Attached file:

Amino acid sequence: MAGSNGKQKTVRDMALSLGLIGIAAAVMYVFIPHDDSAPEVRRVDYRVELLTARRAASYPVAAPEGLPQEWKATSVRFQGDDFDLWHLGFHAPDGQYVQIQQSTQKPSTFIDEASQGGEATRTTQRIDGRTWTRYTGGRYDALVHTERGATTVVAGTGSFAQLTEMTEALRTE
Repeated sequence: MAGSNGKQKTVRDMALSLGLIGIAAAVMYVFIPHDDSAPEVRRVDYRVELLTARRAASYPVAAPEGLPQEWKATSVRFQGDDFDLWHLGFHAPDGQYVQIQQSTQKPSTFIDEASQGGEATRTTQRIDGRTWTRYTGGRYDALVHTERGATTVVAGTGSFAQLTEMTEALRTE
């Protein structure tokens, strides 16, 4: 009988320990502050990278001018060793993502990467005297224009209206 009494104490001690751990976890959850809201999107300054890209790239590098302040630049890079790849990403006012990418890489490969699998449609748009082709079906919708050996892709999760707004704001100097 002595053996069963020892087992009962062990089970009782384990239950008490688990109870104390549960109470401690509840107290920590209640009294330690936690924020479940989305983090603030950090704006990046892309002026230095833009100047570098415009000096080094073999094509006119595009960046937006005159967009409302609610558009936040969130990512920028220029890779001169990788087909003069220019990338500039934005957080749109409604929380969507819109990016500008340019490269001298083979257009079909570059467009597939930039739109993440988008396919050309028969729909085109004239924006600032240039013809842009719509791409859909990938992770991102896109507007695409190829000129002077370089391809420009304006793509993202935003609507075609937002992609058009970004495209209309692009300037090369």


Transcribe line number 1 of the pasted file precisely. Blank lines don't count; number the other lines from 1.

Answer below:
Amino acid sequence: MAGSNGKQKTVRDMALSLGLIGIAAAVMYVFIPHDDSAPEVRRVDYRVELLTARRAASYPVAAPEGLPQEWKATSVRFQGDDFDLWHLGFHAPDGQYVQIQQSTQKPSTFIDEASQGGEATRTTQRIDGRTWTRYTGGRYDALVHTERGATTVVAGTGSFAQLTEMTEALRTE